Codefresh Installation Options

How to run Codefresh in the Enterprise

Codefresh offers 3 installation options that can cater to any size of organization:

  • Full cloud version that runs 100% in the cloud and is fully managed by Codefresh.
  • On-premise version where Codefresh runs inside the customer datacenter/cloud.
  • Hybrid version where the UI runs in the Codefresh cloud, but builds are running on customer premises.

On-premise and Hybrid versions are available to Enterprise customers that are looking for a “behind-the-firewall” solution.

Cloud version

The Cloud version is the easiest way to start using Codefresh as it is fully managed and runs 100% on the cloud. All maintenance and updates are executed by the Codefresh DevOps team.

You can also create a free account on the SAAS version right away. The account is forever free with some limitations on number of builds.

The cloud version runs on multiple clouds:

sso-diagram.png

Codefresh Cloud is also compliant with SOC2 - Type2 showing our commitment to security and availability.

sso-diagram.png

The Cloud version has multi-account support with most git providers (GitLab, GitHub, Bitbucket) as well as Azure and Google.

Hybrid installation

For organizations that don’t want their source code to leave their premises, or have other security constraints, Codefresh offers the hybrid installation.

The User Interface still runs on Codefresh infrastructure, while the actual builds happen in the location of the customer (Codefresh builders run on a Kubernetes cluster).

sso-diagram.png

The hybrid installation strikes the perfect balance between security, flexibility and ease of use. Codefresh still does the heavy lifting for maintaining most of the platform parts. The sensitive data (such as source code and internal services) never leave the premises of the customers.

With the hybrid installation mode, Codefresh can easily connect to internal secure services that have no public presence. The UI part is still compliant with Soc2.

sso-diagram.png

Here are the security implications of the hybrid solution:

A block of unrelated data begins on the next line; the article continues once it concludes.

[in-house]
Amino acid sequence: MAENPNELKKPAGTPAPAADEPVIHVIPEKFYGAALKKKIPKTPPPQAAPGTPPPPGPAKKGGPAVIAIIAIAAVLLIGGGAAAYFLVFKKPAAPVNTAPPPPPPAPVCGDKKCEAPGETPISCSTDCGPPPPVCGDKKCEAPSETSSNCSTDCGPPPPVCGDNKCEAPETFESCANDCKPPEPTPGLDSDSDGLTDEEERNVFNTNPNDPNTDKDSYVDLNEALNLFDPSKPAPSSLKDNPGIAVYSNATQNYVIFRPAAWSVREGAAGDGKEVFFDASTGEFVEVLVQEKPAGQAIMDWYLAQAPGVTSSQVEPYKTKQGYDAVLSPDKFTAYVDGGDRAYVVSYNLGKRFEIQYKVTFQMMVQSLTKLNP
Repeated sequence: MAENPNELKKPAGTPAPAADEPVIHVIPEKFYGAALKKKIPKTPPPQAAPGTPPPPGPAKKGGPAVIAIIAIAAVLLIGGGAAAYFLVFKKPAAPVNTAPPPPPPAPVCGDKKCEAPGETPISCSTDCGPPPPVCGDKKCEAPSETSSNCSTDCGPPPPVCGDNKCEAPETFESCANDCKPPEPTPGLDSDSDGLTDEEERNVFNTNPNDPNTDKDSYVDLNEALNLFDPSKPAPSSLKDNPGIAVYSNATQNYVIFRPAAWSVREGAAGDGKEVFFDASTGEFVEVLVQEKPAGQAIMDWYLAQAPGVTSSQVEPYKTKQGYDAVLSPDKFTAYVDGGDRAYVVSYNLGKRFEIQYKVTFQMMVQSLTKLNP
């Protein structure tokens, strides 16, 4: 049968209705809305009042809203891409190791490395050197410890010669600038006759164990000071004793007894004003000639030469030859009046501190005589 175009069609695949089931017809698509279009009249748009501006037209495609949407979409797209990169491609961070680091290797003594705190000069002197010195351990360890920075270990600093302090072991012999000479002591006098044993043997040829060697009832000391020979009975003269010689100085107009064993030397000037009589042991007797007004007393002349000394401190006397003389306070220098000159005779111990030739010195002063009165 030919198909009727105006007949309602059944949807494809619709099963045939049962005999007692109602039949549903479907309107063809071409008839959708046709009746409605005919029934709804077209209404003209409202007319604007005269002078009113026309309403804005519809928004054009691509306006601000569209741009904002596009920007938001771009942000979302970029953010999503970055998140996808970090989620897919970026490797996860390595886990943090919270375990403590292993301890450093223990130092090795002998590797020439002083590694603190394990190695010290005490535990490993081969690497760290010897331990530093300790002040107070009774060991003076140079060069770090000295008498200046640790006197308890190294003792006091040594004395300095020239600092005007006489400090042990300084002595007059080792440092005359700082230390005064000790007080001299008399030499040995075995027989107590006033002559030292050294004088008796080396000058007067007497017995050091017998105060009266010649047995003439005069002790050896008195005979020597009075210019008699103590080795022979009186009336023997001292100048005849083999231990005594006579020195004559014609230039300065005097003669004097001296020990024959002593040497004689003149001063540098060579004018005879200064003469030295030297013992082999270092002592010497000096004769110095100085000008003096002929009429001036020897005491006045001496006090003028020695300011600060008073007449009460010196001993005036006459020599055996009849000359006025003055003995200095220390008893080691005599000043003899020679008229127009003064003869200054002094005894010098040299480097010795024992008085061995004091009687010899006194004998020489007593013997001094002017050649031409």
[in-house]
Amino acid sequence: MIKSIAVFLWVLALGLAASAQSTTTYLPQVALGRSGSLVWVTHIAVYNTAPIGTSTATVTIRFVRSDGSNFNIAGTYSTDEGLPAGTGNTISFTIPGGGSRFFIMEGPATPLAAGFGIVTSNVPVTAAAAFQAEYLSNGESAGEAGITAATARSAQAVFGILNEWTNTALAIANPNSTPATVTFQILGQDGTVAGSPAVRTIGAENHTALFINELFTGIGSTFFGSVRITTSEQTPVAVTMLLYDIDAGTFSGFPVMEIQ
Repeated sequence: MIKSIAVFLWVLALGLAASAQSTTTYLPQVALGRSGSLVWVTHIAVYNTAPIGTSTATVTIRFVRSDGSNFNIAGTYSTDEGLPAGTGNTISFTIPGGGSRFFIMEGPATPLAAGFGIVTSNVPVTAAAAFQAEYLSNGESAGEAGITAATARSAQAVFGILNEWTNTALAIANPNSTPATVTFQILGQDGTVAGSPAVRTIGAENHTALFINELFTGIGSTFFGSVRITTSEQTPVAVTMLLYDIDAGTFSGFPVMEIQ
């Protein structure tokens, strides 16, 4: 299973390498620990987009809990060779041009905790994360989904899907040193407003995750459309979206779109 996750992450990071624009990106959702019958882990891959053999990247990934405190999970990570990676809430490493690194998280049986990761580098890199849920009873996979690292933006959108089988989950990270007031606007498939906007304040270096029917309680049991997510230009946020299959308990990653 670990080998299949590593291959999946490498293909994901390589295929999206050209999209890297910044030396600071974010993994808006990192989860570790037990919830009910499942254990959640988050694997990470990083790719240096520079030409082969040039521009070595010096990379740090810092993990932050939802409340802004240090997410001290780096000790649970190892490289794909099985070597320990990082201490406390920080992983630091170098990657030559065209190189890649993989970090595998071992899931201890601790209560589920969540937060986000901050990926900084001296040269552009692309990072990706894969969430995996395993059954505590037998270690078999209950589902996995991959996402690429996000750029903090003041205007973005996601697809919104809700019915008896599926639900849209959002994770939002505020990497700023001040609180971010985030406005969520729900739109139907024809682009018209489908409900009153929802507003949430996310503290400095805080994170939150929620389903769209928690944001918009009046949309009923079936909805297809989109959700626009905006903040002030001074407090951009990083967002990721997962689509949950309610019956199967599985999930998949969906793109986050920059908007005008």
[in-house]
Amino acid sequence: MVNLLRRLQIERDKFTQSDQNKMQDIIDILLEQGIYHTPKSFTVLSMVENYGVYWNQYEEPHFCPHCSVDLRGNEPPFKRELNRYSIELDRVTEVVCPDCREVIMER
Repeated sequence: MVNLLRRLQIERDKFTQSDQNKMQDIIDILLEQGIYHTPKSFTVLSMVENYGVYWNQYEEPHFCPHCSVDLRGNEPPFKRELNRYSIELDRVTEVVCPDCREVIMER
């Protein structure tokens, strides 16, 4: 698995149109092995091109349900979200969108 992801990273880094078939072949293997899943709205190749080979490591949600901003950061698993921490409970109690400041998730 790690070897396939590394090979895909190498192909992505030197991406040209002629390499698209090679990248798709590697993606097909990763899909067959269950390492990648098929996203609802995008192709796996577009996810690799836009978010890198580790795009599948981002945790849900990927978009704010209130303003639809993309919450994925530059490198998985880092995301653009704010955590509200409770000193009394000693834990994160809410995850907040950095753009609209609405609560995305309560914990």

Company Asset Flow/Storage of data Comments
Source code Stays behind the firewall  
Binary artifacts Stay behind the firewall  
Build logs Also sent to Codefresh Web application  
Pipeline volumes Stay behind the firewall  
Pipeline variables Defined in Codefresh Web application  
Deployment docker images Stay behind the firewall Stored on your Docker registry
Development docker images Stay behind the firewall Stored on your Docker registry
Testing docker images Stay behind the firewall Stored on your Docker registry
Inline pipeline definition Defined in Codefresh Web application  
Pipelines as YAML file Stay behind the firewall  
Test results Stay behind the firewall  
HTML Test reports Shown on Web application Stored in your S3 or Google bucket or Azure storage
Production database data Stays behind the firewall  
Test database data Stays behind the firewall  
Other services (e.g. Queue, ESB) Stay behind the firewall  
Kubernetes deployment specs Stay behind the firewall  
Helm charts Stay behind the firewall  
Other deployment resources/script (e.g. terraform) Stay behind the firewall  
Shared configuration variables Defined in Codefresh Web application  
Deployment secrets (from git/Puppet/Vault etc) Stay behind the firewall  
Audit logs Managed via Codefresh Web application  
SSO/Idp Configuration Managed via Codefresh Web application  
User emails Managed via Codefresh Web application  
Access control rules Managed via Codefresh Web application  

On-premise Installation